There has been a meteoric rise in the amount of multilingual content on the web. This is primarily due to social media sites such as Facebook, and Twitter, as well as blogs, discussion forums, and reader responses to articles on traditional news sites. Language usage statistics indicate that Chinese is a very close second to English, and could overtake it to become the dominant language on the web. It is also interesting to see the explosive growth in languages such as Arabic. The availability of this content warrants a discussion on how such information can be effectively utilized. Such data can be mined for many purposes including business-related competitive insight, e-commerce, as well as citizen response to current issues. This talk will begin with motivations for multilingual text mining, including commercial and societal applications, digital humanities applications such as semi-automated curation of online discussion forums, and lastly, government applications, where the value proposition (benefits, costs and value) is different, but equally compelling.
There are several issues to be touched upon, beginning with the need for processing native language, as opposed to using machine translated text. In tasks such as sentiment or behaviour analysis, it can certainly be argued that a lot is lost in translation, since these depend on subtle nuances in language usage. On the other hand, processing native language is challenging, since it requires a multitude of linguistic resources such as lexicons, grammars, translation dictionaries, and annotated data. This is especially true for "resourceMpoor languages" such as Urdu, and Somali, languages spoken in parts of the world where there is considerable focus nowadays. The availability of content such as multilingual Wikipedia provides an opportunity to automatically generate needed resources, and explore alternate techniques for language processing.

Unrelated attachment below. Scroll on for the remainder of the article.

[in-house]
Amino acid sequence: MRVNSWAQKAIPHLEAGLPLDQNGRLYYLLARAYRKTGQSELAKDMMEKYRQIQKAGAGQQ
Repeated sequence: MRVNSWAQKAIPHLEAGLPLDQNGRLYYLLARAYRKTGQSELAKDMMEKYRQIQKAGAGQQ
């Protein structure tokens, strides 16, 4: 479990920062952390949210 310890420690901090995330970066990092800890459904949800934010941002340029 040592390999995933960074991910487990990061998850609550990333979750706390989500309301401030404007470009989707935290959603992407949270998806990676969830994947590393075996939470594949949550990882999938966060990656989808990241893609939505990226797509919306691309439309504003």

The rise of multilingual social media also leads to interesting developments such as code mixing, and code switching giving birth to "new" languages such as Hinglish, Urdish and Spanglish! This phenomena exhibits both pros and cons, in addition to posing difficult challenges to automatic natural language processing. But there is also an opportunity to use crowd-sourcing to preserve languages and dialects that are gradually becoming extinct. It is worthwhile to explore frameworks for facilitating such efforts, which are currently very ad hoc. In summary, the availability of multilingual data provides new opportunities in a variety of applications, and effective mining could lead to better cross-cultural communication.
(i) Motivation for mining multilingual text.
(ii) The need for processing native language (vs. machine translated text).
(iii) Multilingual Social Media: challenges and opportunities, e.g., preserving languages and dialects.